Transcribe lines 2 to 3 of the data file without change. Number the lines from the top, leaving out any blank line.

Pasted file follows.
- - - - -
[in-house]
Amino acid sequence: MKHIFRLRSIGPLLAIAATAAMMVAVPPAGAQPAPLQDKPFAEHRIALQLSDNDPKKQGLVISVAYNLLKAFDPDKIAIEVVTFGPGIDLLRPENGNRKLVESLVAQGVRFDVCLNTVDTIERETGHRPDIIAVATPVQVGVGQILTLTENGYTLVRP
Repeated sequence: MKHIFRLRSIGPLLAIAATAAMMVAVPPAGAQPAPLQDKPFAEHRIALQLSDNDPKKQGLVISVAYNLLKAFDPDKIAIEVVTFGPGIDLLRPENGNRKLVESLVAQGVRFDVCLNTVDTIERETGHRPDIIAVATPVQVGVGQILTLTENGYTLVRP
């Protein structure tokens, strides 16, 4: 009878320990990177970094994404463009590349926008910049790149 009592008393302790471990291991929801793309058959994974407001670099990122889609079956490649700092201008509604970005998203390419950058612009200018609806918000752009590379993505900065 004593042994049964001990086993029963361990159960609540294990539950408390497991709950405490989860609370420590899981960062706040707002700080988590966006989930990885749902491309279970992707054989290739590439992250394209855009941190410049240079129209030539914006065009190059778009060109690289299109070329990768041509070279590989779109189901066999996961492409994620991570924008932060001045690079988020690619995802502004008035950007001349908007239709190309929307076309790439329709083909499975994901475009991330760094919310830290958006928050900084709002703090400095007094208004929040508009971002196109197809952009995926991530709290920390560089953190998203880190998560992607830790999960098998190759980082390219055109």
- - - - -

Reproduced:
Amino acid sequence: MKHIFRLRSIGPLLAIAATAAMMVAVPPAGAQPAPLQDKPFAEHRIALQLSDNDPKKQGLVISVAYNLLKAFDPDKIAIEVVTFGPGIDLLRPENGNRKLVESLVAQGVRFDVCLNTVDTIERETGHRPDIIAVATPVQVGVGQILTLTENGYTLVRP
Repeated sequence: MKHIFRLRSIGPLLAIAATAAMMVAVPPAGAQPAPLQDKPFAEHRIALQLSDNDPKKQGLVISVAYNLLKAFDPDKIAIEVVTFGPGIDLLRPENGNRKLVESLVAQGVRFDVCLNTVDTIERETGHRPDIIAVATPVQVGVGQILTLTENGYTLVRP